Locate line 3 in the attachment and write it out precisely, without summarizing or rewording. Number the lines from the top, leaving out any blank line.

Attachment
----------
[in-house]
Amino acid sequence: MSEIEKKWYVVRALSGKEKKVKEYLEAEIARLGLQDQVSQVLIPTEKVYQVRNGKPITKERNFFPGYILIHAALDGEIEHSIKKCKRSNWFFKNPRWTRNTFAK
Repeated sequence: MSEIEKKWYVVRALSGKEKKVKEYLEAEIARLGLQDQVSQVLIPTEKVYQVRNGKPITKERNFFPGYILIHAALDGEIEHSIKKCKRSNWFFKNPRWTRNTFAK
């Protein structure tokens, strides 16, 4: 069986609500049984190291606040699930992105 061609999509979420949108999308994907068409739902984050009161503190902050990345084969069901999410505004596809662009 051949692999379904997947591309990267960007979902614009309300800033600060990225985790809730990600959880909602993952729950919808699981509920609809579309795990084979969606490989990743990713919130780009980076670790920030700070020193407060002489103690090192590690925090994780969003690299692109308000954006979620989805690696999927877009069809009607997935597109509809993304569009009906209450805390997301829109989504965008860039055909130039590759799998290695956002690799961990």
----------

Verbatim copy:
Repeated sequence: MSEIEKKWYVVRALSGKEKKVKEYLEAEIARLGLQDQVSQVLIPTEKVYQVRNGKPITKERNFFPGYILIHAALDGEIEHSIKKCKRSNWFFKNPRWTRNTFAK